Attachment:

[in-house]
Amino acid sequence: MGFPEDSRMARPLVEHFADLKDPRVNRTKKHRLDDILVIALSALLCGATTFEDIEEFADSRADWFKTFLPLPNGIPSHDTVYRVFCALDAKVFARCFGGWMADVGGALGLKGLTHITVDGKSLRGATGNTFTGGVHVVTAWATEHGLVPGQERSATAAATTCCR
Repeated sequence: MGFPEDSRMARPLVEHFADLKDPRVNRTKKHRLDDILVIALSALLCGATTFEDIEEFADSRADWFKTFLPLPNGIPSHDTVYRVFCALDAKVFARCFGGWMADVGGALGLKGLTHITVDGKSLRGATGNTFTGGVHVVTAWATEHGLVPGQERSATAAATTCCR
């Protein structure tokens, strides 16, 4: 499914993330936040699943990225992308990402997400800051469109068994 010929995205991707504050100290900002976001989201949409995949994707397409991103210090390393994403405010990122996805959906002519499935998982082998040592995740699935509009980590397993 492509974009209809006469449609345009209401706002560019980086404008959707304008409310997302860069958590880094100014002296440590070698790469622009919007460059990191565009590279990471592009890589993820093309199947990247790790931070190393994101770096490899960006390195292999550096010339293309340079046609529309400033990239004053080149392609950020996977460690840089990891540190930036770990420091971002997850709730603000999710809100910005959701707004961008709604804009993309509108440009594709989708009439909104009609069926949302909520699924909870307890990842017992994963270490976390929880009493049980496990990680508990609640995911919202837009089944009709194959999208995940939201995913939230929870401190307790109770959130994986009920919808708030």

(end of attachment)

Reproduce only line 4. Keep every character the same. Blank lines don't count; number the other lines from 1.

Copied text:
């Protein structure tokens, strides 16, 4: 499914993330936040699943990225992308990402997400800051469109068994 010929995205991707504050100290900002976001989201949409995949994707397409991103210090390393994403405010990122996805959906002519499935998982082998040592995740699935509009980590397993 492509974009209809006469449609345009209401706002560019980086404008959707304008409310997302860069958590880094100014002296440590070698790469622009919007460059990191565009590279990471592009890589993820093309199947990247790790931070190393994101770096490899960006390195292999550096010339293309340079046609529309400033990239004053080149392609950020996977460690840089990891540190930036770990420091971002997850709730603000999710809100910005959701707004961008709604804009993309509108440009594709989708009439909104009609069926949302909520699924909870307890990842017992994963270490976390929880009493049980496990990680508990609640995911919202837009089944009709194959999208995940939201995913939230929870401190307790109770959130994986009920919808708030």